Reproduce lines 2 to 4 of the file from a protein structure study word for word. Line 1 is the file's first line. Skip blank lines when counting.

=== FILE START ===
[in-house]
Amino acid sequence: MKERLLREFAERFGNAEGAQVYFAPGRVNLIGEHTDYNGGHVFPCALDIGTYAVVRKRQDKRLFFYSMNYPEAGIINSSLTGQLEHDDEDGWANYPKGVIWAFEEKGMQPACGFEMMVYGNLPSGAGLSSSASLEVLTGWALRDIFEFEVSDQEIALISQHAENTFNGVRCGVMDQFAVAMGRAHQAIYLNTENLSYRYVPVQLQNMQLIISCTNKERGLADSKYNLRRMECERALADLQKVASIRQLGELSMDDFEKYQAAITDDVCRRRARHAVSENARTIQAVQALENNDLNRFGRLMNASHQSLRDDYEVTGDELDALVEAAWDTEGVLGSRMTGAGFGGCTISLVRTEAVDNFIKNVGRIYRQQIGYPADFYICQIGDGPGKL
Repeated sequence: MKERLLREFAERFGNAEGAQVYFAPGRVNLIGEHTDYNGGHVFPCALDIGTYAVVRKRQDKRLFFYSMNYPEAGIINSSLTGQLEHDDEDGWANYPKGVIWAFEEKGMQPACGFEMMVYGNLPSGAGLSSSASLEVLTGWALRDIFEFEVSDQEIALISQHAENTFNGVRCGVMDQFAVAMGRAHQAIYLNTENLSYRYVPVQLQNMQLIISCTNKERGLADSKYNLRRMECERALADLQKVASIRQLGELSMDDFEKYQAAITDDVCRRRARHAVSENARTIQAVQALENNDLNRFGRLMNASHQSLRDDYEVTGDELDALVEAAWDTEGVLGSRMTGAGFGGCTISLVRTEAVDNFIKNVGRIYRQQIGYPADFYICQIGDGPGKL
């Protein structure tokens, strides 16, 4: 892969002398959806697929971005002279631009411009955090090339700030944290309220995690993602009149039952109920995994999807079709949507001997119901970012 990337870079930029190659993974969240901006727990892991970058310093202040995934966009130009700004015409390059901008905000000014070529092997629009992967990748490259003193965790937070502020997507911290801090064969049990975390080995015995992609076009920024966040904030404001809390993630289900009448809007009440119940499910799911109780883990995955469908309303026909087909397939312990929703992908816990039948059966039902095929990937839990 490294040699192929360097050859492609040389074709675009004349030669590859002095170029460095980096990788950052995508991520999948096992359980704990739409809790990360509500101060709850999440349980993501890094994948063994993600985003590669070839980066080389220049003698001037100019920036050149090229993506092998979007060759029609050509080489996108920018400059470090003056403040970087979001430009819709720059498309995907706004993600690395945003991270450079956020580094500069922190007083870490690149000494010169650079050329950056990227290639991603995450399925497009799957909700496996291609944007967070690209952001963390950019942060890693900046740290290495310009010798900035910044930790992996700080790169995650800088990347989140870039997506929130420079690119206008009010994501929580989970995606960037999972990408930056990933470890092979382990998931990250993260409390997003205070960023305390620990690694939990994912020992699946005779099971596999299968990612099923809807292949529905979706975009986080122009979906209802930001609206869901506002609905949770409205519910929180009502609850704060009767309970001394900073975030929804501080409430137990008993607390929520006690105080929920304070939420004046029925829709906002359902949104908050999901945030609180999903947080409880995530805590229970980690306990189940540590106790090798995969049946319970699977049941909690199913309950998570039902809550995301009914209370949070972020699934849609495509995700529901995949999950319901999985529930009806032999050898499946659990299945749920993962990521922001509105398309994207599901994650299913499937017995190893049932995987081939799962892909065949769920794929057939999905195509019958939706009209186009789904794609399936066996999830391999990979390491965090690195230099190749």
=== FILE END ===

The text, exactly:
Amino acid sequence: MKERLLREFAERFGNAEGAQVYFAPGRVNLIGEHTDYNGGHVFPCALDIGTYAVVRKRQDKRLFFYSMNYPEAGIINSSLTGQLEHDDEDGWANYPKGVIWAFEEKGMQPACGFEMMVYGNLPSGAGLSSSASLEVLTGWALRDIFEFEVSDQEIALISQHAENTFNGVRCGVMDQFAVAMGRAHQAIYLNTENLSYRYVPVQLQNMQLIISCTNKERGLADSKYNLRRMECERALADLQKVASIRQLGELSMDDFEKYQAAITDDVCRRRARHAVSENARTIQAVQALENNDLNRFGRLMNASHQSLRDDYEVTGDELDALVEAAWDTEGVLGSRMTGAGFGGCTISLVRTEAVDNFIKNVGRIYRQQIGYPADFYICQIGDGPGKL
Repeated sequence: MKERLLREFAERFGNAEGAQVYFAPGRVNLIGEHTDYNGGHVFPCALDIGTYAVVRKRQDKRLFFYSMNYPEAGIINSSLTGQLEHDDEDGWANYPKGVIWAFEEKGMQPACGFEMMVYGNLPSGAGLSSSASLEVLTGWALRDIFEFEVSDQEIALISQHAENTFNGVRCGVMDQFAVAMGRAHQAIYLNTENLSYRYVPVQLQNMQLIISCTNKERGLADSKYNLRRMECERALADLQKVASIRQLGELSMDDFEKYQAAITDDVCRRRARHAVSENARTIQAVQALENNDLNRFGRLMNASHQSLRDDYEVTGDELDALVEAAWDTEGVLGSRMTGAGFGGCTISLVRTEAVDNFIKNVGRIYRQQIGYPADFYICQIGDGPGKL
């Protein structure tokens, strides 16, 4: 892969002398959806697929971005002279631009411009955090090339700030944290309220995690993602009149039952109920995994999807079709949507001997119901970012 990337870079930029190659993974969240901006727990892991970058310093202040995934966009130009700004015409390059901008905000000014070529092997629009992967990748490259003193965790937070502020997507911290801090064969049990975390080995015995992609076009920024966040904030404001809390993630289900009448809007009440119940499910799911109780883990995955469908309303026909087909397939312990929703992908816990039948059966039902095929990937839990 490294040699192929360097050859492609040389074709675009004349030669590859002095170029460095980096990788950052995508991520999948096992359980704990739409809790990360509500101060709850999440349980993501890094994948063994993600985003590669070839980066080389220049003698001037100019920036050149090229993506092998979007060759029609050509080489996108920018400059470090003056403040970087979001430009819709720059498309995907706004993600690395945003991270450079956020580094500069922190007083870490690149000494010169650079050329950056990227290639991603995450399925497009799957909700496996291609944007967070690209952001963390950019942060890693900046740290290495310009010798900035910044930790992996700080790169995650800088990347989140870039997506929130420079690119206008009010994501929580989970995606960037999972990408930056990933470890092979382990998931990250993260409390997003205070960023305390620990690694939990994912020992699946005779099971596999299968990612099923809807292949529905979706975009986080122009979906209802930001609206869901506002609905949770409205519910929180009502609850704060009767309970001394900073975030929804501080409430137990008993607390929520006690105080929920304070939420004046029925829709906002359902949104908050999901945030609180999903947080409880995530805590229970980690306990189940540590106790090798995969049946319970699977049941909690199913309950998570039902809550995301009914209370949070972020699934849609495509995700529901995949999950319901999985529930009806032999050898499946659990299945749920993962990521922001509105398309994207599901994650299913499937017995190893049932995987081939799962892909065949769920794929057939999905195509019958939706009209186009789904794609399936066996999830391999990979390491965090690195230099190749």